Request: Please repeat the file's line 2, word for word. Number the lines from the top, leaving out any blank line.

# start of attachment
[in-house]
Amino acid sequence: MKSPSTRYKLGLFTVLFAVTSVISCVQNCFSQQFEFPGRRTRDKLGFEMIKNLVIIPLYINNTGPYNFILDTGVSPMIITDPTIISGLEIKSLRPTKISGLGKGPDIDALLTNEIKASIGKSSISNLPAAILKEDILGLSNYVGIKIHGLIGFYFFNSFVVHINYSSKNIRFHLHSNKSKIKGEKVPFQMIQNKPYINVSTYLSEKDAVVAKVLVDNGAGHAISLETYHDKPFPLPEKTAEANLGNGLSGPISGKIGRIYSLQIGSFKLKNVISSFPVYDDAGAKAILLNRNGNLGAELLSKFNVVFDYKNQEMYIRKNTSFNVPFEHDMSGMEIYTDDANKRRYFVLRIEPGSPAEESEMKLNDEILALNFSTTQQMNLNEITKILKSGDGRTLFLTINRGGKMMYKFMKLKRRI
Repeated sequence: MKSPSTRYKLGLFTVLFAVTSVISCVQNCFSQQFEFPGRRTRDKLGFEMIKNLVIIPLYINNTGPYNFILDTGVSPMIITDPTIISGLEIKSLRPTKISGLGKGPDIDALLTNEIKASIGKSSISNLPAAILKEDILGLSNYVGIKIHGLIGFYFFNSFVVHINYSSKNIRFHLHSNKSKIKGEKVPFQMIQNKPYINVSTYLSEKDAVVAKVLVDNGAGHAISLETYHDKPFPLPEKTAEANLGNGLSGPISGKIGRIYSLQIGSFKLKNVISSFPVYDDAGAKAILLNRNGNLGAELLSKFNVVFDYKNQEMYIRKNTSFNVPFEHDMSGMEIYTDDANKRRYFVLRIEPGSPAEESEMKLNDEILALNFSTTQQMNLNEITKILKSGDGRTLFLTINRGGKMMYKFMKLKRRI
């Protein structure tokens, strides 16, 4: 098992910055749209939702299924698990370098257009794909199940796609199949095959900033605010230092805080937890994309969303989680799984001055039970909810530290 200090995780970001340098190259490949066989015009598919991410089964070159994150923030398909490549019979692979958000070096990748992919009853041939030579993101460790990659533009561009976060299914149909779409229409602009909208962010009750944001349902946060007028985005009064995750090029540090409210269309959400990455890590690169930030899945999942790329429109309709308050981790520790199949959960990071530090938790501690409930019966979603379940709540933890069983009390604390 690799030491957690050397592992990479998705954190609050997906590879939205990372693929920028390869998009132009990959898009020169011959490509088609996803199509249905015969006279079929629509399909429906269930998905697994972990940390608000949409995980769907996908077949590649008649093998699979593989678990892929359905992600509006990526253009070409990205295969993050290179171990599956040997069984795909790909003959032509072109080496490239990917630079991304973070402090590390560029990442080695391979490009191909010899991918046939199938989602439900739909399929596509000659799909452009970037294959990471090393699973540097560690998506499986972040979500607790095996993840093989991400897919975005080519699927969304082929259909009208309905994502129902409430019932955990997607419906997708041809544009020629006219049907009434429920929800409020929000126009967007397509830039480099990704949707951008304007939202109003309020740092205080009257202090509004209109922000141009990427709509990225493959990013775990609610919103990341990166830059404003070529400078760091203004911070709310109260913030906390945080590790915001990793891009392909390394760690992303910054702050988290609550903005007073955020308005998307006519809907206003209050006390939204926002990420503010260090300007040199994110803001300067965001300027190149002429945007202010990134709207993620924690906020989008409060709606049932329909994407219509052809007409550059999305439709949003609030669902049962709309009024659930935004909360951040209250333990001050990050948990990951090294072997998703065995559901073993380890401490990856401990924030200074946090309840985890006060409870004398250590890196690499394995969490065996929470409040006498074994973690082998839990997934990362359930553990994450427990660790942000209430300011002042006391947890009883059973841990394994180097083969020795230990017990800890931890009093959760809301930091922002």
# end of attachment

Amino acid sequence: MKSPSTRYKLGLFTVLFAVTSVISCVQNCFSQQFEFPGRRTRDKLGFEMIKNLVIIPLYINNTGPYNFILDTGVSPMIITDPTIISGLEIKSLRPTKISGLGKGPDIDALLTNEIKASIGKSSISNLPAAILKEDILGLSNYVGIKIHGLIGFYFFNSFVVHINYSSKNIRFHLHSNKSKIKGEKVPFQMIQNKPYINVSTYLSEKDAVVAKVLVDNGAGHAISLETYHDKPFPLPEKTAEANLGNGLSGPISGKIGRIYSLQIGSFKLKNVISSFPVYDDAGAKAILLNRNGNLGAELLSKFNVVFDYKNQEMYIRKNTSFNVPFEHDMSGMEIYTDDANKRRYFVLRIEPGSPAEESEMKLNDEILALNFSTTQQMNLNEITKILKSGDGRTLFLTINRGGKMMYKFMKLKRRI